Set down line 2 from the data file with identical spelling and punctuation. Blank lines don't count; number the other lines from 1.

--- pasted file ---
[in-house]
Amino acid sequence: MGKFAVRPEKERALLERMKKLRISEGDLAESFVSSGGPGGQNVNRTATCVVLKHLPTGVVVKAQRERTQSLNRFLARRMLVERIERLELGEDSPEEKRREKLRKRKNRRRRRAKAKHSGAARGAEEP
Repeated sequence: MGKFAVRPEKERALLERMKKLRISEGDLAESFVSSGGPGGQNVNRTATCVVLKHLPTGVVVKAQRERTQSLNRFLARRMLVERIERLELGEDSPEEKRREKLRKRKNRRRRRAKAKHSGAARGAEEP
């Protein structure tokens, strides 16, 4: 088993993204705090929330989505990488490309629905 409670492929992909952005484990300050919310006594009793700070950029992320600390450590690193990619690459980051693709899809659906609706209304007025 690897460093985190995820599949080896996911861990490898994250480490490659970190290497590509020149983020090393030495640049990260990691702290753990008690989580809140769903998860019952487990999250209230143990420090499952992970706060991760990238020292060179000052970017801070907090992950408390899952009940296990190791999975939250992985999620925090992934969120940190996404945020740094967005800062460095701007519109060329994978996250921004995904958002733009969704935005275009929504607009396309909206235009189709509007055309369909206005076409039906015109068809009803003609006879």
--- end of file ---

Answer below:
Amino acid sequence: MGKFAVRPEKERALLERMKKLRISEGDLAESFVSSGGPGGQNVNRTATCVVLKHLPTGVVVKAQRERTQSLNRFLARRMLVERIERLELGEDSPEEKRREKLRKRKNRRRRRAKAKHSGAARGAEEP